Volume 77 / Number 28 - December 12 - 18, 2007
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A crowd of 3,000 people waited to get into the new Apple Store on W. 14th St. last Friday.

Fooling ourselves in battle on AIDS

World AIDS Day, Dec. 1 each year, is one of the few times in the annual media cycle when the pandemic affecting more than 30 million people worldwide — even under U.N. AIDS’s newly downgraded estimates — still garners widespread attention.

Some of that spotlight shines essentially by rote, illuminating nothing in particular and disappearing mostly undigested.

Other attention is vital and timely, as certainly is the case with new data out from aidsvote.org and its major sponsors, including the Gay Men’s Health Crisis and Housing Works. Their efforts carefully document the posture of all 16 presidential candidates in the two major parties and demonstrate that the Republicans, including Rudy Giuliani and Mitt Romney, who have presided as governing executives over major centers of the U.S. epidemic, are AWOL on addressing a critical public health need.

Tragically, there are times when information that is counterproductive, even damaging, achieves marquee status, frustrating the efforts to craft sound public policy and to encourage smart choices by individuals.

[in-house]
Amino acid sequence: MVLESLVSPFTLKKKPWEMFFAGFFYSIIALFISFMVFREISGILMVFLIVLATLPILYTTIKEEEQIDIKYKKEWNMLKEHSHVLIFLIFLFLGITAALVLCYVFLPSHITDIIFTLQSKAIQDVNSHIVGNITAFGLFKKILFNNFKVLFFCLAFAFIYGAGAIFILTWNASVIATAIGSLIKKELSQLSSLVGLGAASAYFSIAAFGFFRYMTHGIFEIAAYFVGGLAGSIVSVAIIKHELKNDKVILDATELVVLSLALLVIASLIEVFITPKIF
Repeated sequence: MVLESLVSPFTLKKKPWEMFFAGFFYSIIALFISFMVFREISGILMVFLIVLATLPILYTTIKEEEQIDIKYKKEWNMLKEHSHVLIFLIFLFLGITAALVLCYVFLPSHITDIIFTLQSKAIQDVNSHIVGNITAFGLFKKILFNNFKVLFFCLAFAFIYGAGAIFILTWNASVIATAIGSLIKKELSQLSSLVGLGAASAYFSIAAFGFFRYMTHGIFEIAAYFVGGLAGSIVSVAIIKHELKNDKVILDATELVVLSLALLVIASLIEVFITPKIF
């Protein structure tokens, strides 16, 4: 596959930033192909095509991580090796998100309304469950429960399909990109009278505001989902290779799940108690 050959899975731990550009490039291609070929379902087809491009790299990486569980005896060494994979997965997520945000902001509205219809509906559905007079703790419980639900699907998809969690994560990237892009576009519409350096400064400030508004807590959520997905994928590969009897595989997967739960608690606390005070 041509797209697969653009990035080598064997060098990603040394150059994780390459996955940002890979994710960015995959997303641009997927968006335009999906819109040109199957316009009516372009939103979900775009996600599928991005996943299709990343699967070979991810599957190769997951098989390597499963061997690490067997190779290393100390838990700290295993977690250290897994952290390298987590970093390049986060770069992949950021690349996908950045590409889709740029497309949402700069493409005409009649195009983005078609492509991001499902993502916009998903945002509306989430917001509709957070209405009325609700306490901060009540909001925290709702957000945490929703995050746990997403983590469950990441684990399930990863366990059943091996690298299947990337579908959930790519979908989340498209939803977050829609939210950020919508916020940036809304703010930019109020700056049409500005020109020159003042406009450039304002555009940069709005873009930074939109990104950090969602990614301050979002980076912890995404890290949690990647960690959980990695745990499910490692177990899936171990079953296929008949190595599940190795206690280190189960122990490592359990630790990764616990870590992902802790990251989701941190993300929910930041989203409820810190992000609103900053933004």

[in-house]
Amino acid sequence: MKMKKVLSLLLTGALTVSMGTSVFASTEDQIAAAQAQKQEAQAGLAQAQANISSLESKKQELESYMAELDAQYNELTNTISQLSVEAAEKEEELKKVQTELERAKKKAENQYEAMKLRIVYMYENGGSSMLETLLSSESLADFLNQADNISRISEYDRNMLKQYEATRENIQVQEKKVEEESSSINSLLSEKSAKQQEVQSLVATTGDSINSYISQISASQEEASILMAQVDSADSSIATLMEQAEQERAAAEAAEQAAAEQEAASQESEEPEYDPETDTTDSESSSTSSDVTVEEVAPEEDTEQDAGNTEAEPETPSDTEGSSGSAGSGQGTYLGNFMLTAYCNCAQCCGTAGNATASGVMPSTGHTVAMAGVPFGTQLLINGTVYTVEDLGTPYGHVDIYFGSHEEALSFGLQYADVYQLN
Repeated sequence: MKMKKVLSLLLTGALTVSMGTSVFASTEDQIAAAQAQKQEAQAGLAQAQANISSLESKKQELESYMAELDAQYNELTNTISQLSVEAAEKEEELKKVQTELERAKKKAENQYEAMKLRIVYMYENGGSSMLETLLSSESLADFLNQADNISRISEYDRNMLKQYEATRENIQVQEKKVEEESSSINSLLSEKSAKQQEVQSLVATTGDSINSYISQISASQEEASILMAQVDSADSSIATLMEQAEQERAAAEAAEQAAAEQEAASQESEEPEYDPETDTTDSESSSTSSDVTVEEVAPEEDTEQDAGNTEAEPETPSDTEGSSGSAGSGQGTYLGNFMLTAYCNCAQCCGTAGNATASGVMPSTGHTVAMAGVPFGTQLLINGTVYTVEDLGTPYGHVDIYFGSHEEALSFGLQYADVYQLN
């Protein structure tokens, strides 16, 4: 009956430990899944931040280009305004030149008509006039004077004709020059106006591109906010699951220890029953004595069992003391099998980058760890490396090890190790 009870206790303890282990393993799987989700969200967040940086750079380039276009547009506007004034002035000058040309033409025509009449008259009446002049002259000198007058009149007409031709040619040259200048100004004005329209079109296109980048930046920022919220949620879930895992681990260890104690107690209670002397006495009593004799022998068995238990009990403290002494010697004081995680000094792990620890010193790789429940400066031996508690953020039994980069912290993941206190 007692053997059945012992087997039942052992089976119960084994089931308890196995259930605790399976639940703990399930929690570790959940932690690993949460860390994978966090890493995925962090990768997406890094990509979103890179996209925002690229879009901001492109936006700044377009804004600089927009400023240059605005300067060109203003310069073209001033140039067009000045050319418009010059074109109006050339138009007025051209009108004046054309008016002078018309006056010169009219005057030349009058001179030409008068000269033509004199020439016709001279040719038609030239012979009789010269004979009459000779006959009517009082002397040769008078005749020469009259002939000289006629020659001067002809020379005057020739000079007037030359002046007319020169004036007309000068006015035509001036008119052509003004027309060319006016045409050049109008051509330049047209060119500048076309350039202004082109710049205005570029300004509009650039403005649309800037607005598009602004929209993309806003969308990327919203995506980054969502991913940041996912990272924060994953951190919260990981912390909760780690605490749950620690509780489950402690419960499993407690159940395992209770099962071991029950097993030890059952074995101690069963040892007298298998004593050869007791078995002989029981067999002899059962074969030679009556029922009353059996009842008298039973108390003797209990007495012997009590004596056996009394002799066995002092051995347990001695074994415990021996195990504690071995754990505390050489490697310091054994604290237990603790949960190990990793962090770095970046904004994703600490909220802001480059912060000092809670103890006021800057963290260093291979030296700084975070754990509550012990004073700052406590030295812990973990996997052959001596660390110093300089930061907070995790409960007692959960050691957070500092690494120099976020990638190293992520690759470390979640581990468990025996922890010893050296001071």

In a notorious 1996 New York Times Magazine cover story, “When Plagues End,” Andrew Sullivan celebrated his own success with anti-retroviral therapies then just emerging, and concluded that the “skeptics” had to catch up with reality: If they had not yet died, they must accept that they “really missed the party.”

Yet, in the 11 years since Sullivan declared victory, startlingly high rates of infection have been identified among young gay and bisexual men of color in major urban centers. The number of new diagnoses per year among young gay and bisexual men in New York City, across all racial and ethnic lines, increased by one-third between 2001 and 2006.

In recent years, New York City has found that roughly one-third of all new infections are discovered when AIDS symptoms surface — that is, many in this city go untested for a decade or more living and having sex with a deadly virus they don’t know they have.

Two weekends ago, the New York Times Week in Review featured an article by Donald G. McNeil Jr., “A Time to Rethink AIDS’s Grip,” which cited Sullivan’s 1996 piece and argued that the worldwide epidemic is winding down. McNeil’s essay took note of the recent report from U.N. AIDS that it had previously overstated the scope of the global crisis, but focused primarily on the fact that new infections peaked in 1998 at nearly 3.5 million, and have since declined to about 2.5 million.

From McNeil’s perspective, AIDS is finally acting like other plagues — disease carriers are dying off faster than new disease-free people can be infected. Yet tens of millions will die of the disease. McNeil concedes that. Infections continue to rise in new locales, Vietnam, the former Soviet Union and Indonesia included. The risk of viral mutation remains.

AIDS remains a killer of such awesome proportion that none of us can fathom the devastation. That fact must guide us.


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